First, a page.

Turner plans to retire it, though, before it reaches the levels of a former teammate’s. Jordy Mercer, an infielder who was also on the 2021 Nationals, used a glove that was over 10 years old, was held together by stitches and looked like it belonged in a museum rather than on a field.
“It was pretty gross,” Turner said. “I’m going to have to get a new glove before then. I don’t really like how his felt so I’m trying to keep mine alive.”
Jeff McNeil, the All-Star second baseman of the Mets, disagrees that gloves have expiration dates. He has used the same glove since 2013, the year he was drafted in the 12th round by the Mets. He originally had two, but he retired one after his first season and framed it. The second is still going.
“It’s flimsy, and it’s not the best. But it works for me,” said McNeil, 30, who reached the major leagues in 2018. “It’s broken in perfect. Once an infielder gets that glove, they use it for a long time.”
McNeil said a ball once found its way through the loose webbing on his tattered glove so he had it restrung. He also once had it “fixed up completely” by a professional, but holes remain. “It’s my baby,” he added.
Despite all that affection, McNeil isn’t perfect. When he makes an error, he admitted — with a chuckle — he has found occasion to throw his glove to the ground. And he has secretly been forming a new relationship behind his glove’s back.
“I’m working on breaking in another one right now,” he said, “and it’ll probably be ready in two years.”
Several players said they did not have much to say about their gloves, regardless of how often they use them. But even among those who insisted they weren’t particular about their gloves, there was a common third rail.
“Just don’t put your hand in it and take ground balls,” said Xander Bogaerts, an All-Star shortstop for the Boston Red Sox. Dansby Swanson, an All-Star shortstop for Atlanta, added: “I just don’t want people stretching it out.”
Nolan Arenado, the Cardinals third baseman who has won the Platinum Glove Award as the best overall fielder in the National League five times, has the same red line.
“A big no-no,” said Arenado, 31, who is on his second season with his current glove. “If someone wants to feel my glove, yeah, go ahead. If you try to put your hand in it, I’ll be like, ‘No, man, don’t be doing that.’ I stop them before they do it. It’s not that their hand is bigger or smaller than mine. I just don’t want anyone putting their hand in my glove.”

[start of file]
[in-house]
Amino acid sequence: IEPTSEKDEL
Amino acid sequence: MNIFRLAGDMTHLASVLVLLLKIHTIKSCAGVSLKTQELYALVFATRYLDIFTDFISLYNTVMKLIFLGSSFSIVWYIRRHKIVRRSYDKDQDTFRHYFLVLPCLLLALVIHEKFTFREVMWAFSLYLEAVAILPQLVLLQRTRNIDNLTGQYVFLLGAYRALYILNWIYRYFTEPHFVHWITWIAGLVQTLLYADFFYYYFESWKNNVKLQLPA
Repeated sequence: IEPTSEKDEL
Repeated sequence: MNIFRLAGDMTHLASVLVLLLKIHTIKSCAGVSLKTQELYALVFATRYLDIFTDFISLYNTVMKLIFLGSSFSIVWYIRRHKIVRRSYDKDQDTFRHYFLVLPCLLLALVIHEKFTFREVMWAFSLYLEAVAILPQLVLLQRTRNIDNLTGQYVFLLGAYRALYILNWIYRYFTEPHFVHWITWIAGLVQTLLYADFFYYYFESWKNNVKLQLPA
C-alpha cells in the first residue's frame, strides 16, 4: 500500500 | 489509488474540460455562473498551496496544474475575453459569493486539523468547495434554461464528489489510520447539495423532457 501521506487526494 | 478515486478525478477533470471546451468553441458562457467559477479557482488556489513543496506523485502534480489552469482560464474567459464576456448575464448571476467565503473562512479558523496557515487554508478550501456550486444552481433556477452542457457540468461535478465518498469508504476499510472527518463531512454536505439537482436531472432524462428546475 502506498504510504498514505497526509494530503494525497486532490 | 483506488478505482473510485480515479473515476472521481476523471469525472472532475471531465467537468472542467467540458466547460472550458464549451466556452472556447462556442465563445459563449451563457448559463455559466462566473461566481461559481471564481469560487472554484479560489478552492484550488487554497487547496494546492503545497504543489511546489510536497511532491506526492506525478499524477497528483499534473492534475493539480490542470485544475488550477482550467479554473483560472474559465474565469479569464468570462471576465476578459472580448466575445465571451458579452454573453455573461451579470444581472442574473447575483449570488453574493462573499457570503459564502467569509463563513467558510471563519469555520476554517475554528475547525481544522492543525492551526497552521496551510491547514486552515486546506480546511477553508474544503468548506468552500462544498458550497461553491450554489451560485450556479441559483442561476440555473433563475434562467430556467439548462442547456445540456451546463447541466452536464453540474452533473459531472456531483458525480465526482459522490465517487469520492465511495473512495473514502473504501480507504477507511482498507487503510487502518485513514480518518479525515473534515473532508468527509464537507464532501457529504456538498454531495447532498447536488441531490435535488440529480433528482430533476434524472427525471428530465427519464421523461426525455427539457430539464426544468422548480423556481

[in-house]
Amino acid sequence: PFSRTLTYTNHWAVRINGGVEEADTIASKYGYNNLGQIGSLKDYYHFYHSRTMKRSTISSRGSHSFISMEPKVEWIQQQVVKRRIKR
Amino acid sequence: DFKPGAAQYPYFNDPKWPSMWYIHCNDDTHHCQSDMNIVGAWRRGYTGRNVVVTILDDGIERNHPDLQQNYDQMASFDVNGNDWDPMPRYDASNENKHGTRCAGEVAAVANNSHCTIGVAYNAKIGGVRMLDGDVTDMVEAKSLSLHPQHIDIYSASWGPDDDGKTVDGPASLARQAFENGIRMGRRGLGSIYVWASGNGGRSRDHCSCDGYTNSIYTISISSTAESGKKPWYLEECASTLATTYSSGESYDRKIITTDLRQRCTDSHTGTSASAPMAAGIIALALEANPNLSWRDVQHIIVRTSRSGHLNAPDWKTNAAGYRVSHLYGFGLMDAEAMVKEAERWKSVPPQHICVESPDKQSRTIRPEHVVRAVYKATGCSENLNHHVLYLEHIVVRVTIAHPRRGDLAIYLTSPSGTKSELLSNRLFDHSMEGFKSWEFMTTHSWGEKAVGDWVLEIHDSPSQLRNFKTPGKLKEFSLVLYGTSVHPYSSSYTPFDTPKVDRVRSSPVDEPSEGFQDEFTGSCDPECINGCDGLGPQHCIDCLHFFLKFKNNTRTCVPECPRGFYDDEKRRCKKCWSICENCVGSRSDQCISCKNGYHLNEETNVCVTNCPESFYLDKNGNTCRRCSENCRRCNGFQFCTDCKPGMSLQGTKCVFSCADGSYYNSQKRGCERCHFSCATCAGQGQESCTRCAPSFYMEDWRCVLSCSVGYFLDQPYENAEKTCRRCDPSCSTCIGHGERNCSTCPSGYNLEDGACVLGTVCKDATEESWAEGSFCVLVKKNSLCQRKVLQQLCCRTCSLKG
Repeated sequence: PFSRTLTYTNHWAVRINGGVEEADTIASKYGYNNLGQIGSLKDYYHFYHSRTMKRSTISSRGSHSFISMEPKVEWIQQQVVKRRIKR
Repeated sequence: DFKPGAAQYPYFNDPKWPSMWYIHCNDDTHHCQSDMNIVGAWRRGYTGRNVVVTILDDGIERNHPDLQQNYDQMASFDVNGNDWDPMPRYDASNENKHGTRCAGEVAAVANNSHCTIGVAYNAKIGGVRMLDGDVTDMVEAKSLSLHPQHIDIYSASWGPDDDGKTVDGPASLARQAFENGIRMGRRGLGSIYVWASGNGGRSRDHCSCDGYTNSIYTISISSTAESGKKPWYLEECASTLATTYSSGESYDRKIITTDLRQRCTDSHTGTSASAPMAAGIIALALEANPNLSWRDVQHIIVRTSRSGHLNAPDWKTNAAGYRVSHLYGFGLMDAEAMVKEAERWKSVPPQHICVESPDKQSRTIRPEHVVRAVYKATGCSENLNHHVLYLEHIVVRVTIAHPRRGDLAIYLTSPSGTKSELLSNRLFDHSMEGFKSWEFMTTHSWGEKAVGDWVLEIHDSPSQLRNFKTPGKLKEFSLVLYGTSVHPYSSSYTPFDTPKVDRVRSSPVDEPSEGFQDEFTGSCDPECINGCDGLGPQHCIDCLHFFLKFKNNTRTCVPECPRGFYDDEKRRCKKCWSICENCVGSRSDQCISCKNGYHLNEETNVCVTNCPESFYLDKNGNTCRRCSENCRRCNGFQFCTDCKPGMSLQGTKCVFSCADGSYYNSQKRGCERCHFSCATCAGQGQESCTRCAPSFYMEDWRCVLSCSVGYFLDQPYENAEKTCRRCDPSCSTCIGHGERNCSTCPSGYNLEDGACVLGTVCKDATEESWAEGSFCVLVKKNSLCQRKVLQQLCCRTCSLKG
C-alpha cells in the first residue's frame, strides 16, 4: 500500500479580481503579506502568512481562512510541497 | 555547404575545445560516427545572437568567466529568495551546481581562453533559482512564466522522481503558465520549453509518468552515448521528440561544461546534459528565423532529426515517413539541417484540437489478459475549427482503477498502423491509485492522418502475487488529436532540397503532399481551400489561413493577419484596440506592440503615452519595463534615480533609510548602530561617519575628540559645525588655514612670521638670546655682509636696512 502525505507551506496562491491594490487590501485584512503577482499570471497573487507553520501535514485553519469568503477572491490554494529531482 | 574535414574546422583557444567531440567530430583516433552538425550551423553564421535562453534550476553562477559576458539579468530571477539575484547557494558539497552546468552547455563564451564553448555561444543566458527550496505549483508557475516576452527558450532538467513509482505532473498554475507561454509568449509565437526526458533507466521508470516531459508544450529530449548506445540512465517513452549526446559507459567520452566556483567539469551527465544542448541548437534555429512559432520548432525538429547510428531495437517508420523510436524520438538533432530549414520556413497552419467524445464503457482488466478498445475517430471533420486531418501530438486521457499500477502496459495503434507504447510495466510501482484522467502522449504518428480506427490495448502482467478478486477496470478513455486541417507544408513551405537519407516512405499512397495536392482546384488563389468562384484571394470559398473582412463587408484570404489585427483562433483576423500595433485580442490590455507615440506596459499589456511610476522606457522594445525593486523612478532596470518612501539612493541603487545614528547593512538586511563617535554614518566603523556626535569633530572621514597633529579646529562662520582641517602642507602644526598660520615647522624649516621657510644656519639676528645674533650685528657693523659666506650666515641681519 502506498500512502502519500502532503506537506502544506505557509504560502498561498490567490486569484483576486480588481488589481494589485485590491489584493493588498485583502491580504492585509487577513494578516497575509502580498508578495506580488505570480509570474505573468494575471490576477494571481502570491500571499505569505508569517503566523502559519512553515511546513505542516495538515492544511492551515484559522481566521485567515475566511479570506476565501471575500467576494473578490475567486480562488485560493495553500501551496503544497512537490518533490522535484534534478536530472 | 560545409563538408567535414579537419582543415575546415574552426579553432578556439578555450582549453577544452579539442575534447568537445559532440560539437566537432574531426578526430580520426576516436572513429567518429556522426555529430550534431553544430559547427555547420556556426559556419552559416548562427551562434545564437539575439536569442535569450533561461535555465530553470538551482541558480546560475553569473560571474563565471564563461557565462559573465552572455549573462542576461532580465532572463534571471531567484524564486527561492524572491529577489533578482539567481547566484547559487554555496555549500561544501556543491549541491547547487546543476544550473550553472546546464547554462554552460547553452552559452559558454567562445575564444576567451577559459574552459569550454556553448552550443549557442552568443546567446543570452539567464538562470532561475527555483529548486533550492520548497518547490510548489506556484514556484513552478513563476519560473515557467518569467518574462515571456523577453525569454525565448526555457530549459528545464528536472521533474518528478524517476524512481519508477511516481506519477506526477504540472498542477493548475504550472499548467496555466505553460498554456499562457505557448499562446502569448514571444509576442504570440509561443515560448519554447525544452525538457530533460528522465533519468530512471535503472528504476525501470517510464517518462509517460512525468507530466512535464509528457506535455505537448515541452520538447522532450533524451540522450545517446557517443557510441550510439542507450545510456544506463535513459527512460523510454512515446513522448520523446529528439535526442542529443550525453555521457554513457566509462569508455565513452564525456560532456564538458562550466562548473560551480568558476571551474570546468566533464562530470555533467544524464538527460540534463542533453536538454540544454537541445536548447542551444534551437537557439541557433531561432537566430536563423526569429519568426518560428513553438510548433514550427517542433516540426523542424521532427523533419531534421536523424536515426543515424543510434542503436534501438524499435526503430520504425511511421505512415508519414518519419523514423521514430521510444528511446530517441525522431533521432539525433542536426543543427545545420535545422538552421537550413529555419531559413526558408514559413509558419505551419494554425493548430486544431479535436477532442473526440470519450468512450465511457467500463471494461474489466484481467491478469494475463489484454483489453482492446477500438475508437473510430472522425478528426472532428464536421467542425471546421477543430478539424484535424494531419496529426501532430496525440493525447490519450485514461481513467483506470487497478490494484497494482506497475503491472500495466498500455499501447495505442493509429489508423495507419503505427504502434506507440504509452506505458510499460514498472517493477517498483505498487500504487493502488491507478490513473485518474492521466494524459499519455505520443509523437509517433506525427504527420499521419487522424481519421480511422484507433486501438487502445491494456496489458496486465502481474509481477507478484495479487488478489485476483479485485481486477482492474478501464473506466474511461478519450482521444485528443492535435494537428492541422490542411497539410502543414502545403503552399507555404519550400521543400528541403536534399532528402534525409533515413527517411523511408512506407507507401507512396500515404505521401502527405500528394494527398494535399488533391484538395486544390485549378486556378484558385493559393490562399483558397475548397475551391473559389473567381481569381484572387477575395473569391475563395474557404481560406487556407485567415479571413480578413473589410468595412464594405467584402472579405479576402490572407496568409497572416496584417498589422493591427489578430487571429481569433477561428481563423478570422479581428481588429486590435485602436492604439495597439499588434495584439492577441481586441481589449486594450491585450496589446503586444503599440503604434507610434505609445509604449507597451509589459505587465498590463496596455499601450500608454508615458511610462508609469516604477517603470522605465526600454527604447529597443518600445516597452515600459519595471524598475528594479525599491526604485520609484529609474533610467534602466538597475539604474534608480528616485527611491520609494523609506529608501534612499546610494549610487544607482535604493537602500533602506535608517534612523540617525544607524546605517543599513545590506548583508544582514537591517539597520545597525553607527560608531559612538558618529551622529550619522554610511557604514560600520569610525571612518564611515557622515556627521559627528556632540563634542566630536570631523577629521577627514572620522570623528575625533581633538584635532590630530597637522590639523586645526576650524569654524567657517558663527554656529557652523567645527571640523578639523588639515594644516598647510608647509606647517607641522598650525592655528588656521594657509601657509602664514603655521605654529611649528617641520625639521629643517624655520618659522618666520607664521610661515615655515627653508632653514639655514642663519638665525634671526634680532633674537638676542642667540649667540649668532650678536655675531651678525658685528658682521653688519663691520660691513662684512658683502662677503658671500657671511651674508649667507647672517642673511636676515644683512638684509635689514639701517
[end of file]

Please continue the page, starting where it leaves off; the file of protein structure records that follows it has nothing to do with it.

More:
There are some who find the rules about other players and gloves to be a tad extreme.
“Some guys are crazy about that, like they won’t let you put your hand in it or barely even touch it,” said Mariners shortstop J.P. Crawford, who won a Gold Glove Award in 2020 and normally uses a new glove each season. “That’s a little too much.”
Some players — outfielders and pitchers — didn’t worry at all about their leather. “I’m a pitcher so I don’t care, and I’m not that good of a fielding pitcher,” said Mariners reliever Paul Sewald. Asked about his habits, Aaron Judge, the Yankees’ superstar outfielder, didn’t even know where his glove was in his locker at that moment.
“If I played infield, that’s where I’d probably be a little superstitious with it,” he said. “You’re taking grounders, and you got to have a certain feel for it. It’s a different relationship. In the outfield, it’s just like, ‘Make the catch. Come on, buddy.’”
Even though he is an infielder, the Minnesota Twins All-Star Luis Arraez said he didn’t concern himself much with his gloves, tossing them on the floor and letting them get a little damp. He said he would clean them and talk to them on occasion, saying, “Behave, we’re going to play well today.”
Arraez reserves his extra attention, though, for his bats. “My babies,” he said. He sometimes sleeps with a smaller bat he uses for his pregame practice next to his bed.
“I put it by my side,” he said, “and say, ‘Baby, we’re going to do my routine tomorrow so behave well.’”